, pups get a famous doggy-biscuit turndown service. While the place is elegant and subdued, dogs are welcome overnight in guest rooms with their masters, and they are invited to the inn’s daily afternoon tea (though they must have reservations). The desk manager says the dogs are generally well behaved, aside from the occasion when a Jack Russell terrier decided to leap from a second-story window. The dog was unharmed. “Jack Russell’s land like cats,” he says.
One restaurant, PortaBella
, brings a champagne-bucket water bowl presented on a chic napkin-covered plate; while another fine-dining establishment, Forge in the Forest, seats canine companions with their masters in an outdoor area called The Pound.
The landmark Cottage of Sweets
includes doggie treats in its mix of American and European candies. Down the road, Carmel Camera
has a special section it calls “pet heaven,” where customers bring in photos of deceased pets, and clerks give them paper wings and attach them to the ceiling.
Pups are also allowed in many of Carmel’s 100-plus art galleries. One might cringe as tails wag precariously close to crystal vases and delicate pottery, but owners rarely seem to bat an eye.
While some shops boast hitching posts outside, most allow dogs to come right on in. Pet boutiques like Diggidy Dog
and Mackie’s Parlour
sell feather beds, canine cologne and upscale squeak toys. “We cater to the most spoiled dogs in the world,” says a Diggidy Dog clerk, whose bakery items include Boston terrier cream pies.
The Carmel Plaza shopping center even provides a dogs-only drinking fountain known as the Fountain of Woof for thirsty shoppers. In fact, when high-end Plaza newcomer Wilkes Bashford opened his new Ocean Ave. store two years ago, he included designer dog collars to his inventory of couture. Another Plaza fixture, Tiffany & Co., has sterling water bowls outside its doors.
But Carmel Beach
is the epicenter of the town’s “your dog is our dog” philosophy. For more than a century, folks the world over have come to stare in reverence at a Carmel sunset and feel the white sand ooze between their toes. The experience is made the better for those whose toes number 20 rather than 10.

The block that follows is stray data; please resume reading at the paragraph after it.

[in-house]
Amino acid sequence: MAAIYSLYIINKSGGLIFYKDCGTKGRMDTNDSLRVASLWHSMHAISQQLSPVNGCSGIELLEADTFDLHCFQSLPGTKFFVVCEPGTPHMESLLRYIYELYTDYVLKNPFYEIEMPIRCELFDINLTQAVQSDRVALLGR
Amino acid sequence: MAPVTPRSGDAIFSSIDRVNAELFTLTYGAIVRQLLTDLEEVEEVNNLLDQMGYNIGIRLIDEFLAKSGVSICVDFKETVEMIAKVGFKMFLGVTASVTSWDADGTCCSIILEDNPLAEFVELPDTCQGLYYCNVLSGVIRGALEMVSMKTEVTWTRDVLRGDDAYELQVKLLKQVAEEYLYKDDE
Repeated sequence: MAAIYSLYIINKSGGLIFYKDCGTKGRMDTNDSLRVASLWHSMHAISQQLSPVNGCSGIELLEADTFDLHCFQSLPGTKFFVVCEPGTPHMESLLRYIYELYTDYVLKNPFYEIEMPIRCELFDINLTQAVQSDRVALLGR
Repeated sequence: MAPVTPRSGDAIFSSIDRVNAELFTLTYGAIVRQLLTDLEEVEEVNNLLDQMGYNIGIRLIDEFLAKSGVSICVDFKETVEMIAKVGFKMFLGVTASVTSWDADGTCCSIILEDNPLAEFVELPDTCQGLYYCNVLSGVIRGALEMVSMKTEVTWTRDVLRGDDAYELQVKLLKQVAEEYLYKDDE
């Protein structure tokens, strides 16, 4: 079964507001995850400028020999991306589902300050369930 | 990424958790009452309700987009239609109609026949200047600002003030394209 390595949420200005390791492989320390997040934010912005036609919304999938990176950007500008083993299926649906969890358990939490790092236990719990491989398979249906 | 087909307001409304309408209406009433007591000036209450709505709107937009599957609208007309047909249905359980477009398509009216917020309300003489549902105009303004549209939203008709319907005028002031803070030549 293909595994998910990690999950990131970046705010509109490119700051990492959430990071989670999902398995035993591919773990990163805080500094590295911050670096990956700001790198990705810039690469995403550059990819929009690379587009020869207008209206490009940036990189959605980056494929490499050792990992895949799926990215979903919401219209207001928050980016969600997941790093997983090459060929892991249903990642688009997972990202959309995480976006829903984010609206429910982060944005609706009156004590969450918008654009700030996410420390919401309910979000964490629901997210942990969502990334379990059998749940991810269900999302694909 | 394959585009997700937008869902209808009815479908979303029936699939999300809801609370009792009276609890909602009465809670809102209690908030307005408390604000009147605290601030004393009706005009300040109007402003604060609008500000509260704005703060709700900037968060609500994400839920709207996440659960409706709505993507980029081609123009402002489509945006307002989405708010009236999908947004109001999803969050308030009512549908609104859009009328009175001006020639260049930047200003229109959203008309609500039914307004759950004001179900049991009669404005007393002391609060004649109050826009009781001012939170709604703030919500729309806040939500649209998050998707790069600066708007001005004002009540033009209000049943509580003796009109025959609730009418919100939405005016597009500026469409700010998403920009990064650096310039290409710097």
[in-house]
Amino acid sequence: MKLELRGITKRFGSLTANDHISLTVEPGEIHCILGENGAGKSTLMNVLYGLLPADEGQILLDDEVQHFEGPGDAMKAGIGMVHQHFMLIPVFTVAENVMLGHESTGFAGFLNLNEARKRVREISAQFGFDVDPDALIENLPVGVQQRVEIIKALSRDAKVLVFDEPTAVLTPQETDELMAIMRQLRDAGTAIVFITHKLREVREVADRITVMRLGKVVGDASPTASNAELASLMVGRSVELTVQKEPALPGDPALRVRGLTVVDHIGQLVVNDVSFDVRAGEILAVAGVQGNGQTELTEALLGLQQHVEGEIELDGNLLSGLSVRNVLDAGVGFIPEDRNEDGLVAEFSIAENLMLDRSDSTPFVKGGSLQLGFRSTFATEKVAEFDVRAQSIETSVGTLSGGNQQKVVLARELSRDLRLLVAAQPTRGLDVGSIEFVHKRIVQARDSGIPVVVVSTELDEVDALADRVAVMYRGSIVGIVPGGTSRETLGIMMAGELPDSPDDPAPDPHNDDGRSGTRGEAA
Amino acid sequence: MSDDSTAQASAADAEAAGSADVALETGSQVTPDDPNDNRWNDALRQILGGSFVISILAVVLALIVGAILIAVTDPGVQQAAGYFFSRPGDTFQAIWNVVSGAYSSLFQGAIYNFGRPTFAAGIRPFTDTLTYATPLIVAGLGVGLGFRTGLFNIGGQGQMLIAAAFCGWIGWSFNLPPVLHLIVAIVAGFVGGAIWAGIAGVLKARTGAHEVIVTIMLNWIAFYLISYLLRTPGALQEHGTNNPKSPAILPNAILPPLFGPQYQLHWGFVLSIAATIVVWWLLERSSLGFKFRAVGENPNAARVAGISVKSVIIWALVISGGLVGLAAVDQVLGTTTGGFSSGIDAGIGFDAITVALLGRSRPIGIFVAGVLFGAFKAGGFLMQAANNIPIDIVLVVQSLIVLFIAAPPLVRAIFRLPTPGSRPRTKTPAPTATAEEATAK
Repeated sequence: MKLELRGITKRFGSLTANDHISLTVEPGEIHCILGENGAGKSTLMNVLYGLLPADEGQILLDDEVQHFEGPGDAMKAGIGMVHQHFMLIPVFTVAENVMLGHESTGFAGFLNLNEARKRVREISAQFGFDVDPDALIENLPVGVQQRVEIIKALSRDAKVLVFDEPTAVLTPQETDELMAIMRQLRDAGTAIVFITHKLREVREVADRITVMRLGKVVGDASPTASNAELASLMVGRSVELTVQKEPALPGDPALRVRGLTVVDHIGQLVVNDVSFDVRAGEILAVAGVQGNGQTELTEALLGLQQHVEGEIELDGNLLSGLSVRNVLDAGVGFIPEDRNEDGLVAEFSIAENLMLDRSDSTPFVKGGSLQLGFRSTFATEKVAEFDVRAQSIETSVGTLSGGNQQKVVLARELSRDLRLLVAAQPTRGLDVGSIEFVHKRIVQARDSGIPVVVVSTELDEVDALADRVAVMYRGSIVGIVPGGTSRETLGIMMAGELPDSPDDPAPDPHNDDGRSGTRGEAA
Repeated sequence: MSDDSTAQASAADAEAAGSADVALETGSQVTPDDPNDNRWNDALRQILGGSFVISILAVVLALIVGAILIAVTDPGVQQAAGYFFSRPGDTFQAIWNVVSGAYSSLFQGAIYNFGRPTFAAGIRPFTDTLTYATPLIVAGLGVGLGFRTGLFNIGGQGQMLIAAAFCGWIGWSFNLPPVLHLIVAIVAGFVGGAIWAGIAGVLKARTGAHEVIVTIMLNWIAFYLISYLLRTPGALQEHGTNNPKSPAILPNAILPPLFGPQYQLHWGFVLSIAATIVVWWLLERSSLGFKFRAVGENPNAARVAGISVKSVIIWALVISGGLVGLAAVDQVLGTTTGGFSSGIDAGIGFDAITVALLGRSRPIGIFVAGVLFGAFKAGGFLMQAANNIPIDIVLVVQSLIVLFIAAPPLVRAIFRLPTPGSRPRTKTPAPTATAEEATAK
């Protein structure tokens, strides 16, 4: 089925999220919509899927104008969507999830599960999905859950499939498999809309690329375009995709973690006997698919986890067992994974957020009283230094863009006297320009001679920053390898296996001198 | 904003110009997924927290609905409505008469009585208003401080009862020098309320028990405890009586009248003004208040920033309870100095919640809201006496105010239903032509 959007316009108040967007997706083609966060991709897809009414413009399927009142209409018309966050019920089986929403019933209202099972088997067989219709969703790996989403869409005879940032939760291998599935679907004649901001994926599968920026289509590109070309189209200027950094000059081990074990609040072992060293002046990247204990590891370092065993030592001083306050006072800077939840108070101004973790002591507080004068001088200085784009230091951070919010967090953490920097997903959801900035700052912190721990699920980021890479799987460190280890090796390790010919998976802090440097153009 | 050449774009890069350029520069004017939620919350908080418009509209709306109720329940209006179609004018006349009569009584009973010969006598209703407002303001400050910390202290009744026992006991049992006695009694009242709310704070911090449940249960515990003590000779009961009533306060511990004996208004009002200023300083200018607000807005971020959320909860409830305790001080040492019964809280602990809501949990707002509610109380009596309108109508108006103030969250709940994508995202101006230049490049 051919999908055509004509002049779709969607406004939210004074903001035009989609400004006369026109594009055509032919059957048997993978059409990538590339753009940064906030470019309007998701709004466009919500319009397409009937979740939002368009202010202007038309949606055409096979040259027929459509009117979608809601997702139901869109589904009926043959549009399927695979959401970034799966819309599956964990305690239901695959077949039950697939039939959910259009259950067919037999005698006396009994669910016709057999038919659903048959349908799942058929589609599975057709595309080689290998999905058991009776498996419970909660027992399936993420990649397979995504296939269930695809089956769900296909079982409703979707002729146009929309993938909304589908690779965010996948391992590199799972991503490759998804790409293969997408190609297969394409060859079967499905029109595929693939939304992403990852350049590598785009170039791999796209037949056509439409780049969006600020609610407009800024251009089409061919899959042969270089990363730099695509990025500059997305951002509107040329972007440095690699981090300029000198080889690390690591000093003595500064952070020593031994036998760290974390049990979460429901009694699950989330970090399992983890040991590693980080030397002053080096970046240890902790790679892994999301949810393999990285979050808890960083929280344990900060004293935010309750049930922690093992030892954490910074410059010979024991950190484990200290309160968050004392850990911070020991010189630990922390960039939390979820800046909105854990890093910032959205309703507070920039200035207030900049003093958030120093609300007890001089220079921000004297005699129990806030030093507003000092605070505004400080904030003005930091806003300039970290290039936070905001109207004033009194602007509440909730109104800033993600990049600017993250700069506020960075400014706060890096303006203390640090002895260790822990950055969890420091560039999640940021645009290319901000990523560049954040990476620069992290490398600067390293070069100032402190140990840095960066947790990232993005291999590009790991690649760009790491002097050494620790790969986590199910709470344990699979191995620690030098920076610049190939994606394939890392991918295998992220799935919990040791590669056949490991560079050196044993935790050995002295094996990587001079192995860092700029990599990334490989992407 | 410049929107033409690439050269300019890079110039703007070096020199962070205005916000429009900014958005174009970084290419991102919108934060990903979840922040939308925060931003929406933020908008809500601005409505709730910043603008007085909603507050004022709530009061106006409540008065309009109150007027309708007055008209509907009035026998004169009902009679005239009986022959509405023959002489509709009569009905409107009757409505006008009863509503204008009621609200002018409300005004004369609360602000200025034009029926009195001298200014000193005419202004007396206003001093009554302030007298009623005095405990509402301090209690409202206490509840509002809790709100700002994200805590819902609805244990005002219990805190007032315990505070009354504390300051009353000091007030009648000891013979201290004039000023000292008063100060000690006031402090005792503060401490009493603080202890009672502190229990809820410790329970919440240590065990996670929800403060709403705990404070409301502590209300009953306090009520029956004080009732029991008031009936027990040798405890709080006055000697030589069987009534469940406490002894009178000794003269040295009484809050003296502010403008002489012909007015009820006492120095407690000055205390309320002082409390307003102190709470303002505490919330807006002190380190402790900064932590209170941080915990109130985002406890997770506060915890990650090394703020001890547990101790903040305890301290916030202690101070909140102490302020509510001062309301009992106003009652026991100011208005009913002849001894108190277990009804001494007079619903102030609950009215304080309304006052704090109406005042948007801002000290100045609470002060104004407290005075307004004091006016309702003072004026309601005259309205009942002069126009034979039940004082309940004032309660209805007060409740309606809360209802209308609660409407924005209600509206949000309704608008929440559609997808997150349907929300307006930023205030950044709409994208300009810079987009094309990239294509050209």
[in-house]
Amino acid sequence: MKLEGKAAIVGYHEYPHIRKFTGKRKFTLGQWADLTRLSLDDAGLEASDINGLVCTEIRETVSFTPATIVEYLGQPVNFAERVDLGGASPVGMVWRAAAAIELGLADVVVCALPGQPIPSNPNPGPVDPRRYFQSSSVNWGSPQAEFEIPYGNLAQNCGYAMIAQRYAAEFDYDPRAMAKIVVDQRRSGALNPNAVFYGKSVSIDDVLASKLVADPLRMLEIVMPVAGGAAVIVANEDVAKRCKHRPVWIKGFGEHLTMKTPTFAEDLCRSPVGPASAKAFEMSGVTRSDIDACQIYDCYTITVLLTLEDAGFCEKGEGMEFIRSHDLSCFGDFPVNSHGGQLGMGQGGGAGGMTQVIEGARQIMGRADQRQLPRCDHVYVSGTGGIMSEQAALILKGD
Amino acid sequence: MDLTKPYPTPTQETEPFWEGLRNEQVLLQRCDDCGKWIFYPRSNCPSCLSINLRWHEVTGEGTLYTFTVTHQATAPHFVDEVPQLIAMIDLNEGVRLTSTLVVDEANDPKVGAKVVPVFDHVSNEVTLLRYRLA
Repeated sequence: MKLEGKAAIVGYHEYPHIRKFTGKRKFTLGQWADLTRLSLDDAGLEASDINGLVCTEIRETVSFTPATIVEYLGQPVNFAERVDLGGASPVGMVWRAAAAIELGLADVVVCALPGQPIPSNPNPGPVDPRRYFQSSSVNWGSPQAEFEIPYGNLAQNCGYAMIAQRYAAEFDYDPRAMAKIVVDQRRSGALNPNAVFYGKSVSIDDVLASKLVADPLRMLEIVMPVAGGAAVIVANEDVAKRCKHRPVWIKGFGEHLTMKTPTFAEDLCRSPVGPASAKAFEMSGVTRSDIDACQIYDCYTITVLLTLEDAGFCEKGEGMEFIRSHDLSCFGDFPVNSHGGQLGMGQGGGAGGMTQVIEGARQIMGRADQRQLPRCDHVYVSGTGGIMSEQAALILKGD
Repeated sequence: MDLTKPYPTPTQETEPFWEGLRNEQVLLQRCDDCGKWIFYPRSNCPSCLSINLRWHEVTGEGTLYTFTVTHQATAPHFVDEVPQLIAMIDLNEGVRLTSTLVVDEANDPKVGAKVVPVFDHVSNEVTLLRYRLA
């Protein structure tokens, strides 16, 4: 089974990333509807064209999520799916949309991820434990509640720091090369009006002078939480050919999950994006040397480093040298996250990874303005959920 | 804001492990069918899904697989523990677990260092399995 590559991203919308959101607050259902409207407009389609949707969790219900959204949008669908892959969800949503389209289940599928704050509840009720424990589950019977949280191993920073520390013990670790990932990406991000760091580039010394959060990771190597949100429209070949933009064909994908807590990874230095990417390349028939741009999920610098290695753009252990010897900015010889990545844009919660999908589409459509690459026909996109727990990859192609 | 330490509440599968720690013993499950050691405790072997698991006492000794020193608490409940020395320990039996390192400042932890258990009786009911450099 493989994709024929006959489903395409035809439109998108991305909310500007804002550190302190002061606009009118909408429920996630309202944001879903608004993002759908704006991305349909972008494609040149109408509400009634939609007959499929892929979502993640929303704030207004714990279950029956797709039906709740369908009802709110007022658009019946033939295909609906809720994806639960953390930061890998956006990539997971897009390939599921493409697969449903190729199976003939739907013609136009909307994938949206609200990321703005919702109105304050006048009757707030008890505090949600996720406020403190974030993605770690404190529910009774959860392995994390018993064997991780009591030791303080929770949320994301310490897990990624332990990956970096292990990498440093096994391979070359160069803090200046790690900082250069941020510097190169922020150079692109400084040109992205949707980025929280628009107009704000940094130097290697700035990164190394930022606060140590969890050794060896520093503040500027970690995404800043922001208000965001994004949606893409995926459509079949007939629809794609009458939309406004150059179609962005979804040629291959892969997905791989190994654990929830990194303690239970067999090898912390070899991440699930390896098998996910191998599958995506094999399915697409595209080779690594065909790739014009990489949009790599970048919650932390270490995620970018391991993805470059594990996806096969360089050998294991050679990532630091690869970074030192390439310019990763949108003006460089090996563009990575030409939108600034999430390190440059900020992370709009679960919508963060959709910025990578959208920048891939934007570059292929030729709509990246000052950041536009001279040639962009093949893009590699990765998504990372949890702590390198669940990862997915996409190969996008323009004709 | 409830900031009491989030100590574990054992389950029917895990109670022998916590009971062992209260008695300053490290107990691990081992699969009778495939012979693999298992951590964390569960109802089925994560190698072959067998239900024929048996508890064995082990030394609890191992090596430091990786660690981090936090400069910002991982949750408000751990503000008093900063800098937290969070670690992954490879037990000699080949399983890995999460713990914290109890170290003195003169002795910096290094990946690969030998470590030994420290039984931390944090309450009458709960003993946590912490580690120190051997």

Dogs and owners stretch their legs leash-free, and yet there is no confusion—just harmony and sharing.
As her two Labs frolicked in the surf with an odd confection including an Aussie and an Airedale, a visitor from Portland yelled to a companion, “This is the most incredibly dog-friendly place I’ve ever seen.”
Locals say there is a loose social order of dogs and their owners that show up on the sand at designated times to converse or cavort along the shoreline. Soon after sunrise and just before sunset, a cadre of canines convene at the beach for a little exercise, as their owners stand clustered like kelp on the shore, tossing sticks and catching up on local news.
At one point, a golden retriever bounds over to an unattended picnic basket, grabs a mini pizza in her mouth and swallows it whole. The dog’s owner offers a $20 to the surprised pizza purveyors, who just laugh. They have a dog roaming free, too, and the spirit is infectious. On what must be one of the world’s most beautiful crescents of land, it is an entirely merry romp.
Gear up for Carmel at the CityDog Shop
Carmel, California: carmelcalifornia.com
Cypress Inn: cypress-inn.com
Svendsgaard’s Inn: innsbythesea.com
Tradewinds Inn: tradewindscarmel.com
Forge in the Forest: forgeintheforest.com
Mackie’s Parlour: mackiesparlour.com
Diggidy Dog: diggidydogcarmel.com
Robinson Jeffers’ Tor House: torhouse.org
Carmel Mission: carmelmission.org
Forest Theatre: foresttheaterguild.com
Carmel Walking Tours: carmelwalks.com